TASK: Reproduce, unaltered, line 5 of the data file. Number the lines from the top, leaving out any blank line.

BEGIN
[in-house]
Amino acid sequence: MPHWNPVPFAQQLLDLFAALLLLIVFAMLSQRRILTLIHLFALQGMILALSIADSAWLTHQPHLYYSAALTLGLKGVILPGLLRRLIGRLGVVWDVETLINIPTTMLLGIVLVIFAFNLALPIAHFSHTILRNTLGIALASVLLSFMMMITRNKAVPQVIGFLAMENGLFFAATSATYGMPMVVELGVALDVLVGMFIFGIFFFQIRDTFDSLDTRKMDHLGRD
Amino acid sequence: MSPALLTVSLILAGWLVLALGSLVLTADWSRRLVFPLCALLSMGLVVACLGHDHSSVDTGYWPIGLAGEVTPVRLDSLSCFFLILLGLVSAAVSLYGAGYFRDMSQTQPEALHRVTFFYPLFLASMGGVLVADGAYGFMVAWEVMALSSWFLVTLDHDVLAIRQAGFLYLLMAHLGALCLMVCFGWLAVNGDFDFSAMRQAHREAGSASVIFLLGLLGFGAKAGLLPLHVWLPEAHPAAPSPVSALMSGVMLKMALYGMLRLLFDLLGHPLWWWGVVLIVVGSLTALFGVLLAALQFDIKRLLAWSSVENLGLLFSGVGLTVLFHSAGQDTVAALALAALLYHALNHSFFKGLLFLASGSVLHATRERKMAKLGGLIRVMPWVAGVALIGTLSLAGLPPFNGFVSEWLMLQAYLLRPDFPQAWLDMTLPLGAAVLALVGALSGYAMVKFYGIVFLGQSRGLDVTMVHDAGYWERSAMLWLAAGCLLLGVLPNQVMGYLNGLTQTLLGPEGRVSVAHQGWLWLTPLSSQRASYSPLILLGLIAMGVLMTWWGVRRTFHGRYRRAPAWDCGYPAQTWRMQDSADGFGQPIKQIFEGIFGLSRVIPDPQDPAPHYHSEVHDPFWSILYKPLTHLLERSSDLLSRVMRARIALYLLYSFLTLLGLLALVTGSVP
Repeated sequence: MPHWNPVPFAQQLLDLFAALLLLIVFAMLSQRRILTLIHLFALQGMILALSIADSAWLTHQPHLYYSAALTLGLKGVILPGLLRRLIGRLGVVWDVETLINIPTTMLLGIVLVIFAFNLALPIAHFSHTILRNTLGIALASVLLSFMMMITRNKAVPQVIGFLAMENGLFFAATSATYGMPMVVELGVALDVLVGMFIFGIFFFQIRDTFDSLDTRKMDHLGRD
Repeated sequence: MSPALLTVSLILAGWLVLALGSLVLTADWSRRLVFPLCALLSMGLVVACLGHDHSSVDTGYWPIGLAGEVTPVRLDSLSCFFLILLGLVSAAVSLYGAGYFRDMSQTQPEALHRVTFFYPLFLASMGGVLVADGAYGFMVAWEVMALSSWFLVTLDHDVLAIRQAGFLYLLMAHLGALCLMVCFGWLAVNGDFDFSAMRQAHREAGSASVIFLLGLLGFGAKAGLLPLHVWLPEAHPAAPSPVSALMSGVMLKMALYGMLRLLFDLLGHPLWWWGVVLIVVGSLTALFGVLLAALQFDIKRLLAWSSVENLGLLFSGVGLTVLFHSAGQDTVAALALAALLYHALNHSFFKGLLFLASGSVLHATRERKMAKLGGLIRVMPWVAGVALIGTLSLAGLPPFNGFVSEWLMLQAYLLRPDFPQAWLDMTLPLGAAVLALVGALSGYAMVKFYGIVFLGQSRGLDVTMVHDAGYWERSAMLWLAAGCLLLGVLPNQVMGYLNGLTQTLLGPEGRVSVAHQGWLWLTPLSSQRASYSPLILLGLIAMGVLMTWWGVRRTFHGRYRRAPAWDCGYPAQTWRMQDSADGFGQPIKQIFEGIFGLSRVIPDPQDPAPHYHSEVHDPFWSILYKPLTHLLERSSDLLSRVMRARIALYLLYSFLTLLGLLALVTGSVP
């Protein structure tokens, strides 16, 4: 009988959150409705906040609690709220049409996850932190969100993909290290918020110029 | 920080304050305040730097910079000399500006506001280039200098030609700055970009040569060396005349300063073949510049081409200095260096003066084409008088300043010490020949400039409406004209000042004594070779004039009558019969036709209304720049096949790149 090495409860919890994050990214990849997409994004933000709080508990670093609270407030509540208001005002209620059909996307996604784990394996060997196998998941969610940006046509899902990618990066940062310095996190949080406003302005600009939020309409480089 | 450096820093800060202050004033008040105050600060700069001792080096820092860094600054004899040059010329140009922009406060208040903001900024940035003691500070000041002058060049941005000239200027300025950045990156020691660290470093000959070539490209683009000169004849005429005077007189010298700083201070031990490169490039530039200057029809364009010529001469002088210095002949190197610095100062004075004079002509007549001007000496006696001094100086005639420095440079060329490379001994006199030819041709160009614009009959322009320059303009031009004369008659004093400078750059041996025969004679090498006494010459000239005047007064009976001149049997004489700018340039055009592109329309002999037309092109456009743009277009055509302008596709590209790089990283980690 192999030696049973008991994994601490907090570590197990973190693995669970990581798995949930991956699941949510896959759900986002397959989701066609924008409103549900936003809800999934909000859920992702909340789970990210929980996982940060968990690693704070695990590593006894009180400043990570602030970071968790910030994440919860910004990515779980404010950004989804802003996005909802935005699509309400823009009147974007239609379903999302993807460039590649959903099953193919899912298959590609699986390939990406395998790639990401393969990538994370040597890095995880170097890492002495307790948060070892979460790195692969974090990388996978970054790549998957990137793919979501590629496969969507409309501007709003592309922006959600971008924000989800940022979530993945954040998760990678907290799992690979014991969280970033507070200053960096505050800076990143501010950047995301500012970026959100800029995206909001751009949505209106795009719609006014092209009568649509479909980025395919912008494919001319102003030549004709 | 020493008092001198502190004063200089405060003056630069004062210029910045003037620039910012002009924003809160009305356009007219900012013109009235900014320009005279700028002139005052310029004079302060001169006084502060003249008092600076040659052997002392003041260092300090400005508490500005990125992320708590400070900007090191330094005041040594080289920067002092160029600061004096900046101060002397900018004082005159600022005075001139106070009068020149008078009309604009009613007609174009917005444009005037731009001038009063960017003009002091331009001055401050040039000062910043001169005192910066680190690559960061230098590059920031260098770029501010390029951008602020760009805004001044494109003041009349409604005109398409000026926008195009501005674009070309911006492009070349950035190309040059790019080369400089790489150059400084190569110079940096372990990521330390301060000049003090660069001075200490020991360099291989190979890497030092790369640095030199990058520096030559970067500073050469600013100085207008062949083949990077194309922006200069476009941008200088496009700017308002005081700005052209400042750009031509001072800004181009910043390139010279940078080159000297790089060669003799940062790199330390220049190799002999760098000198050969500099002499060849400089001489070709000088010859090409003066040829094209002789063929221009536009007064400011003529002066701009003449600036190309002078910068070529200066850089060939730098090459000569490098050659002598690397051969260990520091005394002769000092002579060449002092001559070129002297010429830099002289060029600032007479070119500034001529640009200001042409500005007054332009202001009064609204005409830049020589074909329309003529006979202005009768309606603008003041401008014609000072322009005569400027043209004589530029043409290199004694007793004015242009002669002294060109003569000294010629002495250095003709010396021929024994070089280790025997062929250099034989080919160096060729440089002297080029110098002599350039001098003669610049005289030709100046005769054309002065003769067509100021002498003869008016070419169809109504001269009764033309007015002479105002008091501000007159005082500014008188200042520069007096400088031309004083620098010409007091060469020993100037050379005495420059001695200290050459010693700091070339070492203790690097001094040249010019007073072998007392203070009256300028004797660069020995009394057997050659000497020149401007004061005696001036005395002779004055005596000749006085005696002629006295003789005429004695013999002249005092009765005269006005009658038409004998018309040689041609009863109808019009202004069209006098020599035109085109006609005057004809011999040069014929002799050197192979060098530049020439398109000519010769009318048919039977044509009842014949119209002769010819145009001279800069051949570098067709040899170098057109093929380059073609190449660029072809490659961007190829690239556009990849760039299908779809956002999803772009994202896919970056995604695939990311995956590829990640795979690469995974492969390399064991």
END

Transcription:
Repeated sequence: MSPALLTVSLILAGWLVLALGSLVLTADWSRRLVFPLCALLSMGLVVACLGHDHSSVDTGYWPIGLAGEVTPVRLDSLSCFFLILLGLVSAAVSLYGAGYFRDMSQTQPEALHRVTFFYPLFLASMGGVLVADGAYGFMVAWEVMALSSWFLVTLDHDVLAIRQAGFLYLLMAHLGALCLMVCFGWLAVNGDFDFSAMRQAHREAGSASVIFLLGLLGFGAKAGLLPLHVWLPEAHPAAPSPVSALMSGVMLKMALYGMLRLLFDLLGHPLWWWGVVLIVVGSLTALFGVLLAALQFDIKRLLAWSSVENLGLLFSGVGLTVLFHSAGQDTVAALALAALLYHALNHSFFKGLLFLASGSVLHATRERKMAKLGGLIRVMPWVAGVALIGTLSLAGLPPFNGFVSEWLMLQAYLLRPDFPQAWLDMTLPLGAAVLALVGALSGYAMVKFYGIVFLGQSRGLDVTMVHDAGYWERSAMLWLAAGCLLLGVLPNQVMGYLNGLTQTLLGPEGRVSVAHQGWLWLTPLSSQRASYSPLILLGLIAMGVLMTWWGVRRTFHGRYRRAPAWDCGYPAQTWRMQDSADGFGQPIKQIFEGIFGLSRVIPDPQDPAPHYHSEVHDPFWSILYKPLTHLLERSSDLLSRVMRARIALYLLYSFLTLLGLLALVTGSVP